A photo album showing never-seen-before photos of Hitler and the Nazis has surfaced with photos dating back to 70 years ago. Its current owner has no clue who the photographer was, but judging by the level of access he was given, he must have been someone.UPDATED
The NY Times' Lens blog has published some of the images, with the hopes they can uncover some details about this mystery man. Containing photos of Nazis; prisoners in rags standing by their own graves; Hitler standing at a train station; and lastly a beautiful woman who people are speculating might've been the photographer's own wife, it's an intimate look at one of the grisliest events the world has ever seen.
It's unfortunate that the name of the photographer has fallen by the wayside like so many victims of the Holocaust, and that the album has only come to light as its 72-year-old fashion executive owner wants to auction it off to pay for a quadruple bypass surgery. According to the anonymous owner, the album along with 50,000 baseball trading cards were given to him as payment for a cash-loan from a friend's laborer.
While the photographer's identity remains shrouded in darkness, experts have no doubt over his importance, with the United States' Holocaust Memorial Museum's director of photographic reference, Judith Cohen, telling the NY Times that "the photographer was clearly a professional and knew what he was doing. It is possible to it is a personal album of a PK [Propagandakompanie] photographer."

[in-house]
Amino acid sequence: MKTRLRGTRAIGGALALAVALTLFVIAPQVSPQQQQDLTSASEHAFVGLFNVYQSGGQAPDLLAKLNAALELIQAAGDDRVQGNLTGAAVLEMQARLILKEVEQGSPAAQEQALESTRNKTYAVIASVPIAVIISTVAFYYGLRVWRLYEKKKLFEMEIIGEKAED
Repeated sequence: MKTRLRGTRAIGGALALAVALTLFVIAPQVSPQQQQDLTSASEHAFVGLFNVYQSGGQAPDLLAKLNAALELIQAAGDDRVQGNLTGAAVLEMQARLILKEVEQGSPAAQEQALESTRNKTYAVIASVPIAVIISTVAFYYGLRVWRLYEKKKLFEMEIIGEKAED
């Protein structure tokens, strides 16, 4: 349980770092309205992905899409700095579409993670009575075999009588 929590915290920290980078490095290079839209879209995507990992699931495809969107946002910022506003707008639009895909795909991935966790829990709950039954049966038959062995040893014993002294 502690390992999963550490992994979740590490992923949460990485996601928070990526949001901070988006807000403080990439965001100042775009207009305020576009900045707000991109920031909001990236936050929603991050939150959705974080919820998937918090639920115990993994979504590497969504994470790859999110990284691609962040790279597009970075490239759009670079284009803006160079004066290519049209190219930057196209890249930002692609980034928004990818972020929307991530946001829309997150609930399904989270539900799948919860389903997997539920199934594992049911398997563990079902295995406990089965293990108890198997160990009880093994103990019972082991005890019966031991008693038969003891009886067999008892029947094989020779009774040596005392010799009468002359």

Whoever the photographer was, and however it came into the hand's of the nameless American owner, the NY Times' story and gallery is a fascinating, if spooky, behind-the-scenes look at one of the most inhumane and barbaric periods of man's reign on this planet. [NY Times]
UPDATED: The NY Times today published an update to their hunt, concluding that the nameless shutterbug is one Franz Krieger, an Austrian photographer who died in 1993. The woman who was thought to be his wife was indeed his love, Frieda, who was sadly killed in 1944 along with their 2-year-old daughter, when the US bombed Salzburg.